Mukesh Ambani-led Reliance Industries' second quarter results showed the company's debt surged by Rs 4,477 crore to Rs 291,982 crore on the back of capital expenditure of more than Rs 19,095 crore. The oil-to-telecom conglomerate had an outstanding debt of Rs 287,505 crore as on March 31, 2019, RIL said in an exchange filing.
While earnings numbers were on expected lines, subdued performance by refining business is a worry because RIL's debt has been rising at a rapid pace. The rise in debt level demands attention as there has also been a consistent decline in revenue from oil & gas and petrochemical business.
In wake of the rising debt levels, Mukesh Ambani, at the Reliance Industries AGM, had announced that the company will become a zero-net debt firm by March 21. Until 2012, RIL was debt-free on a net basis, but things changed after the company started expanding in telecom, petrochemicals and retail businesses. The petroleum-to-telecom giant witnessed a 438-per cent spike in its gross debt in last one decade.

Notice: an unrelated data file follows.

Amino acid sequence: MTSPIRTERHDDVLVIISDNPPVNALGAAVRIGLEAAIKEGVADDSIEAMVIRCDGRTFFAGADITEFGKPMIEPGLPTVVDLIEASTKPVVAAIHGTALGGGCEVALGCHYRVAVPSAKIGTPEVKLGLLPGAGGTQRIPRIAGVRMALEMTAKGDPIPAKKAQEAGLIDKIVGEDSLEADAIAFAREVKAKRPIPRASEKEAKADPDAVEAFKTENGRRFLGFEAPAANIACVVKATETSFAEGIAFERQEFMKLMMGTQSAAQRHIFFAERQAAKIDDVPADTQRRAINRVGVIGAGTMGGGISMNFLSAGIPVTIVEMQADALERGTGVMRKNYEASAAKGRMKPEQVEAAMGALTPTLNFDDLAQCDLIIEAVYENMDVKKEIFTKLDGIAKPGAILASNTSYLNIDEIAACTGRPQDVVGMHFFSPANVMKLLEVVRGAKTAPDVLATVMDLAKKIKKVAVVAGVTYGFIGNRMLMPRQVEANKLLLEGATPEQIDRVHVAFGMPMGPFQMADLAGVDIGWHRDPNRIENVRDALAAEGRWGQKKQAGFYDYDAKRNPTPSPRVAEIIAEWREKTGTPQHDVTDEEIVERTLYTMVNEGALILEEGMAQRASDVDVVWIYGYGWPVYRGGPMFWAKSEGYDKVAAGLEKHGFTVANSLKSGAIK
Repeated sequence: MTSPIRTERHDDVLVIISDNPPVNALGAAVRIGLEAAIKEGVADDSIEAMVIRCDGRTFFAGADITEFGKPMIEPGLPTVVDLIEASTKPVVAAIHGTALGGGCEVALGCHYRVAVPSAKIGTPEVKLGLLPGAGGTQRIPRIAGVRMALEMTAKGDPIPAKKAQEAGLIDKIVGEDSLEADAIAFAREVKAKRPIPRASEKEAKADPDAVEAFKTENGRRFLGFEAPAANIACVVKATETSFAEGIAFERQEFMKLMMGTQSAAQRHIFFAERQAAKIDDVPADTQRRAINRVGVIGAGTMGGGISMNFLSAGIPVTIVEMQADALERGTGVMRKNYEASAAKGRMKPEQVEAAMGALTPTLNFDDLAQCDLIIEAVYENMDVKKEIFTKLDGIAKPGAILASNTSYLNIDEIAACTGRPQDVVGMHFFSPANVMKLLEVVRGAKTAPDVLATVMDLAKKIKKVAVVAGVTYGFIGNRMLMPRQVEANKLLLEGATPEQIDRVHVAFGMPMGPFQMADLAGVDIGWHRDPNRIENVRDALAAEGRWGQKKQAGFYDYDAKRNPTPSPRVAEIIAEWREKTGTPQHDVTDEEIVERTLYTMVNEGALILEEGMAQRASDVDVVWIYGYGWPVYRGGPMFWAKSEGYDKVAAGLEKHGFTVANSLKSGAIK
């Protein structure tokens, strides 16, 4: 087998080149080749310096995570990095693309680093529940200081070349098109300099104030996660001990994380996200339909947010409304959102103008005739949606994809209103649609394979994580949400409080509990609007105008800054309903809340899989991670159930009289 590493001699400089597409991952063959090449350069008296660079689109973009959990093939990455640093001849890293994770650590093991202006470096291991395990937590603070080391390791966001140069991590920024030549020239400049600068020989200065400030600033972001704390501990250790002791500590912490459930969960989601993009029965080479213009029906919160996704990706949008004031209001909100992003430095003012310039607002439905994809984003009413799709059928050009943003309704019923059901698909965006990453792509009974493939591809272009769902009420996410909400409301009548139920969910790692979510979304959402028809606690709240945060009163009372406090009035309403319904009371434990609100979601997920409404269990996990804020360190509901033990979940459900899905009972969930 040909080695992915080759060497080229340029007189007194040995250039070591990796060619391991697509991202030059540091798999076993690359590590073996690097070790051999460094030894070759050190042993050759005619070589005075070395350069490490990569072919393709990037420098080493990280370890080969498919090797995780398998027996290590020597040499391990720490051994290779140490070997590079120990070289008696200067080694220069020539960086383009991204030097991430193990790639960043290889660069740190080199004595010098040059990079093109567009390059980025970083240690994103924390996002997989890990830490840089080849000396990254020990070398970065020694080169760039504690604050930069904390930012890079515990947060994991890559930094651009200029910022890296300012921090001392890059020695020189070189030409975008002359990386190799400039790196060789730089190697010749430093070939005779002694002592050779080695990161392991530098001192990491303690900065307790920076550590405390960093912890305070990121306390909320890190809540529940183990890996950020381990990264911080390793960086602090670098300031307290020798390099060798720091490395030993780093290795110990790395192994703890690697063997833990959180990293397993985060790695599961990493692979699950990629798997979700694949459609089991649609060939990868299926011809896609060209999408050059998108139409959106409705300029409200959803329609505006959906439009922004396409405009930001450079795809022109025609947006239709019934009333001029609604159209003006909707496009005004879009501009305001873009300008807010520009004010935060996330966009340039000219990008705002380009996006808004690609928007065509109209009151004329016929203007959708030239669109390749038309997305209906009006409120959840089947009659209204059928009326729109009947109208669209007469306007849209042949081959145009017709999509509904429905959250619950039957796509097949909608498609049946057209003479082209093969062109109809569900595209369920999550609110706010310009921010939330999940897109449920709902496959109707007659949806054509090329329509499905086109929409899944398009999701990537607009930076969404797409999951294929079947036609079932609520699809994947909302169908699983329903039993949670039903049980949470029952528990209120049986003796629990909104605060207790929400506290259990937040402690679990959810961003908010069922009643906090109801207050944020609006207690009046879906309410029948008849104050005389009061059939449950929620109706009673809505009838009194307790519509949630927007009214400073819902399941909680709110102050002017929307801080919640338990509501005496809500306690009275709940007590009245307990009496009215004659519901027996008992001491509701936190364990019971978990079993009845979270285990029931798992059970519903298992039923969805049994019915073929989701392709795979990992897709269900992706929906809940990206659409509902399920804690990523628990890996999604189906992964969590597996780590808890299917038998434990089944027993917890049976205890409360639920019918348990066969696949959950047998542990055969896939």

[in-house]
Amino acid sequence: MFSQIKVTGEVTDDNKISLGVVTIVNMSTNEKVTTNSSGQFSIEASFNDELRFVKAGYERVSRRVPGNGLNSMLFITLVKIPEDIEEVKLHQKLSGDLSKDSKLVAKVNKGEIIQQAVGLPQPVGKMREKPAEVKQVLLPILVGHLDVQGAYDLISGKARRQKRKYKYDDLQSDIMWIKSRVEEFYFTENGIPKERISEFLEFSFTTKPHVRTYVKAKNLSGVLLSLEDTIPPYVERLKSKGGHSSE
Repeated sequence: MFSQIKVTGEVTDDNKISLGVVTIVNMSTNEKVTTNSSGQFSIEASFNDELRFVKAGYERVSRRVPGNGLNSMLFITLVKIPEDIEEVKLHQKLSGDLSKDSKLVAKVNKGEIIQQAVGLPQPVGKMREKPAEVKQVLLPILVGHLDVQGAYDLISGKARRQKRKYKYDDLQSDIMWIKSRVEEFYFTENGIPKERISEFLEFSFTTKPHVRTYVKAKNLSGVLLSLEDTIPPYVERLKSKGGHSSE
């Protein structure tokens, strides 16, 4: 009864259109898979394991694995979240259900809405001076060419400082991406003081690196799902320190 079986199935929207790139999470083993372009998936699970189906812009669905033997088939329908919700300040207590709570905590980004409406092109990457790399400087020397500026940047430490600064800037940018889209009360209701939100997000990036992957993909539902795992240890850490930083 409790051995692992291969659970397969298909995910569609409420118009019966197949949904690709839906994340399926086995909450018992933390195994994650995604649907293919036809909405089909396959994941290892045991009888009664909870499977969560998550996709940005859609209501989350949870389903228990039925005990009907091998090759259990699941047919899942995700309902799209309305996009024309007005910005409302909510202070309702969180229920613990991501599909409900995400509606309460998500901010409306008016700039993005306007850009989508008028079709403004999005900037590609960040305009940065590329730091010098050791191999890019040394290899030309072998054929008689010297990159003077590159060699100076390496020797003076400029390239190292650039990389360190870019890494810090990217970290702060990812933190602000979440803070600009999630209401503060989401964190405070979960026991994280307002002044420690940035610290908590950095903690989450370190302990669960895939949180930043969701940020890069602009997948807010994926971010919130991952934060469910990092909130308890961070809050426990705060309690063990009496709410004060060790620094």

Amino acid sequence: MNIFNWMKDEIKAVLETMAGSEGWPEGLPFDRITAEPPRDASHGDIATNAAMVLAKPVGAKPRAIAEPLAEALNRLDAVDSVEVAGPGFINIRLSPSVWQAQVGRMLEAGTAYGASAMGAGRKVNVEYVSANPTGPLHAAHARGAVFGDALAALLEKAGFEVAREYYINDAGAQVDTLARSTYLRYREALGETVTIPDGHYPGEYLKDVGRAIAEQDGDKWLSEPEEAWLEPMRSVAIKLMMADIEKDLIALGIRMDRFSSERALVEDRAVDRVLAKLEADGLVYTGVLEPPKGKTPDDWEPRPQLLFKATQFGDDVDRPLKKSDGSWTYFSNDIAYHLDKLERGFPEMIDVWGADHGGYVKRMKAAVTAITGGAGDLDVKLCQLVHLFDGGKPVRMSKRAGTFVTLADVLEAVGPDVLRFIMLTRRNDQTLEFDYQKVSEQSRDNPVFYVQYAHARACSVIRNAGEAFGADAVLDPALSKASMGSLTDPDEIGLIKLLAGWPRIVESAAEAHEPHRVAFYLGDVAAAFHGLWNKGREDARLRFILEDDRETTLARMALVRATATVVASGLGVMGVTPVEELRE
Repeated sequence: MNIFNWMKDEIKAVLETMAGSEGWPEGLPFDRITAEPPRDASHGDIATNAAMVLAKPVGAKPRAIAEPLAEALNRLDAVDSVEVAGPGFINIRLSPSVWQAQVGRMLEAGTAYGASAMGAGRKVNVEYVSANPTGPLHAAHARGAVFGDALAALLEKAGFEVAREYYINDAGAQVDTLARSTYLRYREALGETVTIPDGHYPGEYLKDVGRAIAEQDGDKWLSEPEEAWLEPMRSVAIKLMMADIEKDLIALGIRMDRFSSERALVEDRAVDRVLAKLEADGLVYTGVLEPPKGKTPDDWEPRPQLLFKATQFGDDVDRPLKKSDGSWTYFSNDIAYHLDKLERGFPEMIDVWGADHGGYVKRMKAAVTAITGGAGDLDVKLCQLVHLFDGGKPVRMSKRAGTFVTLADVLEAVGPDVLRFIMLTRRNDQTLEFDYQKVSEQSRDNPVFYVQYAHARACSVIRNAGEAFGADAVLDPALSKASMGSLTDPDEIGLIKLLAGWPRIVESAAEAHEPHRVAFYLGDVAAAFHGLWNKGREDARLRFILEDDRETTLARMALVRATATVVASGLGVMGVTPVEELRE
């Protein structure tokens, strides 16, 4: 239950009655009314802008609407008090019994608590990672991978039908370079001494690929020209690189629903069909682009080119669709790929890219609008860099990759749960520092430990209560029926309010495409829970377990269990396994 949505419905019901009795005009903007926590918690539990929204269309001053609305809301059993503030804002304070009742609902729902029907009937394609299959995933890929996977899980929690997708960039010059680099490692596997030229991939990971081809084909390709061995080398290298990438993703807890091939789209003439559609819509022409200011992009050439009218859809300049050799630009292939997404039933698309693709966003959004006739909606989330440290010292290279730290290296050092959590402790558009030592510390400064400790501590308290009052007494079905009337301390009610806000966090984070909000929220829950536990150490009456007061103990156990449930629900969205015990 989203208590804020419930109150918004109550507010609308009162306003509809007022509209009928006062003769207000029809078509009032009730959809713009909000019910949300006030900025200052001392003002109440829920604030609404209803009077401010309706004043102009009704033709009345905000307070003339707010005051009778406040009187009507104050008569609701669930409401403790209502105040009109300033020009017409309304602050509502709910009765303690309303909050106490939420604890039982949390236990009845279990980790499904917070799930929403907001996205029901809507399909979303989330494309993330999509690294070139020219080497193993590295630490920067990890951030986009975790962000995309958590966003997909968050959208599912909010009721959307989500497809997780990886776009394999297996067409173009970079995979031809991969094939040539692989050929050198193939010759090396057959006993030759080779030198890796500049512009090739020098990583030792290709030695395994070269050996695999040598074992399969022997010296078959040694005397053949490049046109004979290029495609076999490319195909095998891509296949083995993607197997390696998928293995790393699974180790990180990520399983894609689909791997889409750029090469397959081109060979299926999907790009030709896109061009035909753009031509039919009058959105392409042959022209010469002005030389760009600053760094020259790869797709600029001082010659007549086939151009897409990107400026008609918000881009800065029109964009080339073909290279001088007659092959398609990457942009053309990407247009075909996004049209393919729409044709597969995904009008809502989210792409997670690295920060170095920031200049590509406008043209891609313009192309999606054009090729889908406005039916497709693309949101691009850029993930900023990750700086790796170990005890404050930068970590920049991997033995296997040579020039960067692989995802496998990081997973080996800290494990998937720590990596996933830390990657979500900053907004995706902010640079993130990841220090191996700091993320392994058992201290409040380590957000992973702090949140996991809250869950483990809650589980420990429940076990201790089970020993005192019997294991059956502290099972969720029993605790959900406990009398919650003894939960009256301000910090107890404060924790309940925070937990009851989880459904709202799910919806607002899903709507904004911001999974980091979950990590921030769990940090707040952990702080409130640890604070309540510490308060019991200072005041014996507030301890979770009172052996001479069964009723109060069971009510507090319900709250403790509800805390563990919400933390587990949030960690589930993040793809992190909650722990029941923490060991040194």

Also Read: Infographic: Can Mukesh Ambani pay Rs 2.88 lakh crore RIL debt?
Meanwhile, the company has reported 18.3 per cent year-on-year (YoY) growth in consolidated net profit at Rs 11,262 crore for the second quarter ended September 30, 2019, helped by a robust growth in retail and digital services businesses. Consolidated net revenue grew by 4.8 per cent YoY to Rs 163,854 crore in July-September quarter of FY20.
Gross refining margins (GRMs) declined for the ninth consecutive quarter to $9.4 per barrel as against $9.5 per barrel in the same quarter last year. In the June quarter, it stood at USD 8.1 per barrel.
In Q2FY20, revenue for the oil and gas segment slipped by 40.2 per cent YoY to Rs 790 crore, impacted by declining volume.
Meanwhile, the revenue of petrochemical business decreased by 11.9 per cent YoY to Rs 38,538 crore from Rs 43,745 crore in the year-ago period, reflecting a fall in prices of petrochemical products.
The debt-to-equity ratio (D/E), which shows how much a company's financing comes from debt or equity, declined to 0.72 per cent in Q2FY20 as compared to 0.85 per cent in Q2FY19 and 0.73 per cent in March quarter. A relatively high D/E ratio is considered as a higher risk to lenders and investors as it suggests that the company has financed a larger amount of its growth through borrowing.
Edited by Chitranjan Kumar